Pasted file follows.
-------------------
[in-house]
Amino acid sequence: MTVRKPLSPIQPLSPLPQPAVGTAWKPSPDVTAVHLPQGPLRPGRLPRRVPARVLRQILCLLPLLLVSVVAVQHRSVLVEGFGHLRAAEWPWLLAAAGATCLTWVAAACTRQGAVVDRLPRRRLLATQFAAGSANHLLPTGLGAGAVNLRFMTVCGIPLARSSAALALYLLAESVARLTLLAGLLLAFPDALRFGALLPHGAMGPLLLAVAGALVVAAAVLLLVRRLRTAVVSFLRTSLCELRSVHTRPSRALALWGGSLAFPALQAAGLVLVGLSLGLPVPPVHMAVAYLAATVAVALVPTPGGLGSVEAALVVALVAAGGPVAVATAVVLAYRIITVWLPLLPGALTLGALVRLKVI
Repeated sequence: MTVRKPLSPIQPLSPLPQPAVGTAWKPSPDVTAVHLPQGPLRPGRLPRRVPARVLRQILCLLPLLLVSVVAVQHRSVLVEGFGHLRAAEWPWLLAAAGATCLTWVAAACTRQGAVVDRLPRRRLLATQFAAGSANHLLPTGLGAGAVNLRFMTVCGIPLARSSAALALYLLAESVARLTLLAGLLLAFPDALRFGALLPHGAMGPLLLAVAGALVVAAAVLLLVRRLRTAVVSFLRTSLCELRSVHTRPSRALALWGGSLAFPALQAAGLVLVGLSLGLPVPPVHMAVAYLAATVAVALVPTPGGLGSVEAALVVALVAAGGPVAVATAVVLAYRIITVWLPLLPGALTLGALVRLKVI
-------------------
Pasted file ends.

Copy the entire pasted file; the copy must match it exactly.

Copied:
[in-house]
Amino acid sequence: MTVRKPLSPIQPLSPLPQPAVGTAWKPSPDVTAVHLPQGPLRPGRLPRRVPARVLRQILCLLPLLLVSVVAVQHRSVLVEGFGHLRAAEWPWLLAAAGATCLTWVAAACTRQGAVVDRLPRRRLLATQFAAGSANHLLPTGLGAGAVNLRFMTVCGIPLARSSAALALYLLAESVARLTLLAGLLLAFPDALRFGALLPHGAMGPLLLAVAGALVVAAAVLLLVRRLRTAVVSFLRTSLCELRSVHTRPSRALALWGGSLAFPALQAAGLVLVGLSLGLPVPPVHMAVAYLAATVAVALVPTPGGLGSVEAALVVALVAAGGPVAVATAVVLAYRIITVWLPLLPGALTLGALVRLKVI
Repeated sequence: MTVRKPLSPIQPLSPLPQPAVGTAWKPSPDVTAVHLPQGPLRPGRLPRRVPARVLRQILCLLPLLLVSVVAVQHRSVLVEGFGHLRAAEWPWLLAAAGATCLTWVAAACTRQGAVVDRLPRRRLLATQFAAGSANHLLPTGLGAGAVNLRFMTVCGIPLARSSAALALYLLAESVARLTLLAGLLLAFPDALRFGALLPHGAMGPLLLAVAGALVVAAAVLLLVRRLRTAVVSFLRTSLCELRSVHTRPSRALALWGGSLAFPALQAAGLVLVGLSLGLPVPPVHMAVAYLAATVAVALVPTPGGLGSVEAALVVALVAAGGPVAVATAVVLAYRIITVWLPLLPGALTLGALVRLKVI